I'm always on the lookout for new ways to lose an appeal.
Steve Emmert and Kevin Martingayle showed me one in their recent webinar, Preventing Nightmares: Preserving Issues and Avoiding Waiver.
They call it the "successful-appellant trap," and it's based on the Supreme Court of Virginia's recent holding in VMRC v. Clark, 281 Va. 679 (2011).
Clark involved an administrative law appeal that was prosecuted before the Marine Resources Commission, the circuit court, the Court of Appeals, and the Supreme Court of Virginia. A group of citizens challenged the Commission's issuance of a permit. The circuit court ruled that they lacked standing to object. They asked for leave to amend their complaint, which the circuit court denied.
The Court of Appeals reversed, agreeing with the citizens that it's unnecessary to allege standing in administrative law appeals. It did not reach the leave-to-amend issue.
The Commission appealed, and the SCV reversed on the standing issue, holding that standing is essential for any litigant. So far, so good.
But the SCV then refused to address citizens' claim that they should have an opportunity to amend to assert proper standing, because the citizens hadn't appealed the intermediate appellate court's failure to address that issue. The SCV therefore reversed and entered final judgment against the citizens.
If Clark actually means what it seems to say, then it's very bad news for folks like me. Its holding requires a successful litigant to appeal anything less than an unconditional victory in order to preserve points for appeal. That is, if you give the court five reasons why you should win, and the court sides your way on four of them but doesn't reach the fifth, under Clark you apparently need to cross-appeal its failure to reach that issue or waive the point for appeal. This is true even where the lower court had a perfectly good reason for not reaching the issue--e.g., where the first four rulings render the fifth point moot.
There are several problems with this rule:
- First, it's inefficient. Clark requires a successful litigant to appeal everything that did not go her way, just to protect her position on appeal. That will require litigants to waste pages briefing against shadow arguments. Even worse from the system's perspective, somebody (ahem) is eventually going to have to read those briefs.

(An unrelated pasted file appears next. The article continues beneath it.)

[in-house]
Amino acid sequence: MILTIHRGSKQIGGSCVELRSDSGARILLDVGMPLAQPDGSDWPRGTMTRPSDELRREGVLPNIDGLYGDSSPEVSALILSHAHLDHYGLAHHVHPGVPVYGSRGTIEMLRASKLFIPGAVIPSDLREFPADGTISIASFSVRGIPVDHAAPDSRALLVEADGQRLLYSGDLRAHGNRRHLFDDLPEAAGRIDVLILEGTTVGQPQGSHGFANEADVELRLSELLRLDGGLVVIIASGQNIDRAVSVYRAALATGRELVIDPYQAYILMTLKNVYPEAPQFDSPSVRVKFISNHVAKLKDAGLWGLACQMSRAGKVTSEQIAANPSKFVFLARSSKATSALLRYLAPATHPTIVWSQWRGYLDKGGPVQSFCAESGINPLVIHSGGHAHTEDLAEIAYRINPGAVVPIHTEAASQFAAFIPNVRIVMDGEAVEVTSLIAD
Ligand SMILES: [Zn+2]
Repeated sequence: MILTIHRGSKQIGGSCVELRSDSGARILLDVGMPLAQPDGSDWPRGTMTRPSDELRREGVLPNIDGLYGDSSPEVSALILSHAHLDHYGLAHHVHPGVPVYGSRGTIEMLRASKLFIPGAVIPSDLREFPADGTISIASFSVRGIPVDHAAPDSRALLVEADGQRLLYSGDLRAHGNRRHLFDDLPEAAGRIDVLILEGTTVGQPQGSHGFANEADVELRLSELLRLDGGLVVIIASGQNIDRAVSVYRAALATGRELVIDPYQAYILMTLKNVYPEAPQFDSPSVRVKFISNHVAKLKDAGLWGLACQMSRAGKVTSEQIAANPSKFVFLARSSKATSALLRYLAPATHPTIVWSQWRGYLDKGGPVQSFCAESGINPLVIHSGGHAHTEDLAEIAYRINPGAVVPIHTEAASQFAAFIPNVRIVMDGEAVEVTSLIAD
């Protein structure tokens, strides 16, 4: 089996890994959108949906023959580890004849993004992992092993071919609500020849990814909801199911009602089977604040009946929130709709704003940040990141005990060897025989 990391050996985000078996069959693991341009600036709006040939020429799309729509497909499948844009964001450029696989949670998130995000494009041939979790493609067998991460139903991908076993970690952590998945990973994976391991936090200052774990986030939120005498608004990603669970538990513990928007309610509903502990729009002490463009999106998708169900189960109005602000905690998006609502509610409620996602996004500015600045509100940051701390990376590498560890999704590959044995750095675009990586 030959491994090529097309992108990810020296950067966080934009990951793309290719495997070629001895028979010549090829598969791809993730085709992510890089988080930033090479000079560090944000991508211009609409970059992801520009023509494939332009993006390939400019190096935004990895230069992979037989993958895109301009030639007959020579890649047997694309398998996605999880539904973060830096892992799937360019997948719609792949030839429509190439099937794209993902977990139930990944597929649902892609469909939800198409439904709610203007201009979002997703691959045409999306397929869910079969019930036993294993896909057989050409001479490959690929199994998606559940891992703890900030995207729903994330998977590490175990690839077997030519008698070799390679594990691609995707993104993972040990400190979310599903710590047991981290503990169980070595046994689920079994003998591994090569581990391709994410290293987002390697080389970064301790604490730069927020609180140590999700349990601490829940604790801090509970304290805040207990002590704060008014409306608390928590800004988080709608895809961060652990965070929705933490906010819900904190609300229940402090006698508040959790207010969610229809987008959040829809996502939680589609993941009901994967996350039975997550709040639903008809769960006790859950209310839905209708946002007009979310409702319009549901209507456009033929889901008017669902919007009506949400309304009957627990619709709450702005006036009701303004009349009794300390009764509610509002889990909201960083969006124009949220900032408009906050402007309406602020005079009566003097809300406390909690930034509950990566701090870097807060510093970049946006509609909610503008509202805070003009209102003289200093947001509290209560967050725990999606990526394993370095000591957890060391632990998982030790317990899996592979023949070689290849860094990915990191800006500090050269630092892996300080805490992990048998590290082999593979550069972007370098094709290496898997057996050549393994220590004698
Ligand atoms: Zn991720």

- Second, what happened to the right result for the wrong reason? We just learned in Perry and Banks that the SCV will affirm a lower court that arrived at the correct disposition, even if its reasoning was incorrect, so long as the record supports the alternative ground for affirmance. Presumably, the record in Clark supported affirming the CAV's reversal and remand on the alternative ground that the trial court should have granted the citizens leave to amend. Why wasn't that good enough to save the citizens' case?
- Third, this rule is very harsh on the citizens. It's one thing to require litigants to assign error to rulings that aggrieve them. But the CAV's ruling did not really aggrieve the citizens; it gave them what they asked for--reversal and remand--and did not reach their procedural argument about leave to amend, because it didn't have to. Requiring them to appeal that ruling is more than counter-intuitive. It is, as Martingayle and Emmert suggest, nothing less than a trap.
- Fourth, the efficiency and fairness problems in Clark all flow from the Court's requirement of binding assignments of error, which we've complained about before. The successful-appellant trap would not arise in federal court.
With luck, the Supreme Court will distance itself from Clark--at least as it applies to points rendered moot by the lower court's ruling. Until then, appellants have one more reason to be wary.